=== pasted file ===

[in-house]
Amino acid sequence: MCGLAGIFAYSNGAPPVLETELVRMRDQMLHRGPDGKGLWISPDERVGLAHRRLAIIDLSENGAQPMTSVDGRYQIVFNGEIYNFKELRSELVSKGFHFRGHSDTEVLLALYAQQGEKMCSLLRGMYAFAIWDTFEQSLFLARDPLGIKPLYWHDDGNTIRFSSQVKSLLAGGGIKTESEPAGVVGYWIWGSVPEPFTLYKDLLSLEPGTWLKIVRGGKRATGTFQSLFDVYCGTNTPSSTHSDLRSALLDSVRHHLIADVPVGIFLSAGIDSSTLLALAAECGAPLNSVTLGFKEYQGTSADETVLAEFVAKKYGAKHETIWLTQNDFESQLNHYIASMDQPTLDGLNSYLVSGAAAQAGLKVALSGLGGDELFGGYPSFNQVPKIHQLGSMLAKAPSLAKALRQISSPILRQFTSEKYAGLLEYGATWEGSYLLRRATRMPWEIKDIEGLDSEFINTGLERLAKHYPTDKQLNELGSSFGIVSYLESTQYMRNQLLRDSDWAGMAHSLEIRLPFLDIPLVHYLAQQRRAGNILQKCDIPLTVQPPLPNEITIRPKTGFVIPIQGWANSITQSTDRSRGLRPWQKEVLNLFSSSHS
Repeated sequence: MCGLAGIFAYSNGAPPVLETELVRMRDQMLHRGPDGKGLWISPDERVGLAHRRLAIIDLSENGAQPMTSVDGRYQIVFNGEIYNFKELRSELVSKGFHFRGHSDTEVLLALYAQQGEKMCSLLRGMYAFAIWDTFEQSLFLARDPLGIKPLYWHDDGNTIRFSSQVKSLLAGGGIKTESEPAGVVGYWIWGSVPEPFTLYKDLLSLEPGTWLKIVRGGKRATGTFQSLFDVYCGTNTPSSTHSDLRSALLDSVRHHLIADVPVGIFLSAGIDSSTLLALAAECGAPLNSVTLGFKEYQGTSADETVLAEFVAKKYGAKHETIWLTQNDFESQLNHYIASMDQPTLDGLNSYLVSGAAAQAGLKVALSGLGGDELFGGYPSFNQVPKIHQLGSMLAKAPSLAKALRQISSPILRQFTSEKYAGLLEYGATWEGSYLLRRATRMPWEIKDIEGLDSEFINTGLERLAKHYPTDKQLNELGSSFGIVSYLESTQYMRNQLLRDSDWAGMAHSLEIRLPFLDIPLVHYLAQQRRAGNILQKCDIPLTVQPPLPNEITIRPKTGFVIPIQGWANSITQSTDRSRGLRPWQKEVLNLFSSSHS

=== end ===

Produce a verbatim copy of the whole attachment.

[in-house]
Amino acid sequence: MCGLAGIFAYSNGAPPVLETELVRMRDQMLHRGPDGKGLWISPDERVGLAHRRLAIIDLSENGAQPMTSVDGRYQIVFNGEIYNFKELRSELVSKGFHFRGHSDTEVLLALYAQQGEKMCSLLRGMYAFAIWDTFEQSLFLARDPLGIKPLYWHDDGNTIRFSSQVKSLLAGGGIKTESEPAGVVGYWIWGSVPEPFTLYKDLLSLEPGTWLKIVRGGKRATGTFQSLFDVYCGTNTPSSTHSDLRSALLDSVRHHLIADVPVGIFLSAGIDSSTLLALAAECGAPLNSVTLGFKEYQGTSADETVLAEFVAKKYGAKHETIWLTQNDFESQLNHYIASMDQPTLDGLNSYLVSGAAAQAGLKVALSGLGGDELFGGYPSFNQVPKIHQLGSMLAKAPSLAKALRQISSPILRQFTSEKYAGLLEYGATWEGSYLLRRATRMPWEIKDIEGLDSEFINTGLERLAKHYPTDKQLNELGSSFGIVSYLESTQYMRNQLLRDSDWAGMAHSLEIRLPFLDIPLVHYLAQQRRAGNILQKCDIPLTVQPPLPNEITIRPKTGFVIPIQGWANSITQSTDRSRGLRPWQKEVLNLFSSSHS
Repeated sequence: MCGLAGIFAYSNGAPPVLETELVRMRDQMLHRGPDGKGLWISPDERVGLAHRRLAIIDLSENGAQPMTSVDGRYQIVFNGEIYNFKELRSELVSKGFHFRGHSDTEVLLALYAQQGEKMCSLLRGMYAFAIWDTFEQSLFLARDPLGIKPLYWHDDGNTIRFSSQVKSLLAGGGIKTESEPAGVVGYWIWGSVPEPFTLYKDLLSLEPGTWLKIVRGGKRATGTFQSLFDVYCGTNTPSSTHSDLRSALLDSVRHHLIADVPVGIFLSAGIDSSTLLALAAECGAPLNSVTLGFKEYQGTSADETVLAEFVAKKYGAKHETIWLTQNDFESQLNHYIASMDQPTLDGLNSYLVSGAAAQAGLKVALSGLGGDELFGGYPSFNQVPKIHQLGSMLAKAPSLAKALRQISSPILRQFTSEKYAGLLEYGATWEGSYLLRRATRMPWEIKDIEGLDSEFINTGLERLAKHYPTDKQLNELGSSFGIVSYLESTQYMRNQLLRDSDWAGMAHSLEIRLPFLDIPLVHYLAQQRRAGNILQKCDIPLTVQPPLPNEITIRPKTGFVIPIQGWANSITQSTDRSRGLRPWQKEVLNLFSSSHS